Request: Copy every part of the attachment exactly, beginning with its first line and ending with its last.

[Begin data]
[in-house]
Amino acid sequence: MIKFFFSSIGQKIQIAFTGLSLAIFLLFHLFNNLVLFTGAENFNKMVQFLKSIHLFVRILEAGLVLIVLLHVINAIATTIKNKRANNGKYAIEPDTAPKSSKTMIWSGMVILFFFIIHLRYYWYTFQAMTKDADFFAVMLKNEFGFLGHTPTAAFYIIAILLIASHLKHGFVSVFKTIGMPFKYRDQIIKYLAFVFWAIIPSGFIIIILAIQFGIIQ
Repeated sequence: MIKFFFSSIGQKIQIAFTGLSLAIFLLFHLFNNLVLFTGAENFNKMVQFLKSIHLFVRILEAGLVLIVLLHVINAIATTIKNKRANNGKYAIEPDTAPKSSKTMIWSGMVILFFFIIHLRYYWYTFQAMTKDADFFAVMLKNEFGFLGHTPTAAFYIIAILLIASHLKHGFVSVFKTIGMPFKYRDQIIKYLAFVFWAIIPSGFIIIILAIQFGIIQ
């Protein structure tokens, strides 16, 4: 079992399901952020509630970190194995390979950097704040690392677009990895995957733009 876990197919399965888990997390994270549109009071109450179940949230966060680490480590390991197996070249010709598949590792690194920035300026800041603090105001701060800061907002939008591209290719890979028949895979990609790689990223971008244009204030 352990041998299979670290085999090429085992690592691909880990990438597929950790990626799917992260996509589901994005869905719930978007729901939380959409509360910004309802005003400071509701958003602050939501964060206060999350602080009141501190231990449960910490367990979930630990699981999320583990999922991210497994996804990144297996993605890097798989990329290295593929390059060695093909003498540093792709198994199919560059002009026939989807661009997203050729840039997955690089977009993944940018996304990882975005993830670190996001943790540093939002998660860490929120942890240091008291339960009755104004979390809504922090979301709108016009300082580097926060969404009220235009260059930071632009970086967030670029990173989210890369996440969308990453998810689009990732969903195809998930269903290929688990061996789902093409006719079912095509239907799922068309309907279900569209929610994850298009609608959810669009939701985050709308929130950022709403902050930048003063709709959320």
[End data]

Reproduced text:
[in-house]
Amino acid sequence: MIKFFFSSIGQKIQIAFTGLSLAIFLLFHLFNNLVLFTGAENFNKMVQFLKSIHLFVRILEAGLVLIVLLHVINAIATTIKNKRANNGKYAIEPDTAPKSSKTMIWSGMVILFFFIIHLRYYWYTFQAMTKDADFFAVMLKNEFGFLGHTPTAAFYIIAILLIASHLKHGFVSVFKTIGMPFKYRDQIIKYLAFVFWAIIPSGFIIIILAIQFGIIQ
Repeated sequence: MIKFFFSSIGQKIQIAFTGLSLAIFLLFHLFNNLVLFTGAENFNKMVQFLKSIHLFVRILEAGLVLIVLLHVINAIATTIKNKRANNGKYAIEPDTAPKSSKTMIWSGMVILFFFIIHLRYYWYTFQAMTKDADFFAVMLKNEFGFLGHTPTAAFYIIAILLIASHLKHGFVSVFKTIGMPFKYRDQIIKYLAFVFWAIIPSGFIIIILAIQFGIIQ
């Protein structure tokens, strides 16, 4: 079992399901952020509630970190194995390979950097704040690392677009990895995957733009 876990197919399965888990997390994270549109009071109450179940949230966060680490480590390991197996070249010709598949590792690194920035300026800041603090105001701060800061907002939008591209290719890979028949895979990609790689990223971008244009204030 352990041998299979670290085999090429085992690592691909880990990438597929950790990626799917992260996509589901994005869905719930978007729901939380959409509360910004309802005003400071509701958003602050939501964060206060999350602080009141501190231990449960910490367990979930630990699981999320583990999922991210497994996804990144297996993605890097798989990329290295593929390059060695093909003498540093792709198994199919560059002009026939989807661009997203050729840039997955690089977009993944940018996304990882975005993830670190996001943790540093939002998660860490929120942890240091008291339960009755104004979390809504922090979301709108016009300082580097926060969404009220235009260059930071632009970086967030670029990173989210890369996440969308990453998810689009990732969903195809998930269903290929688990061996789902093409006719079912095509239907799922068309309907279900569209929610994850298009609608959810669009939701985050709308929130950022709403902050930048003063709709959320």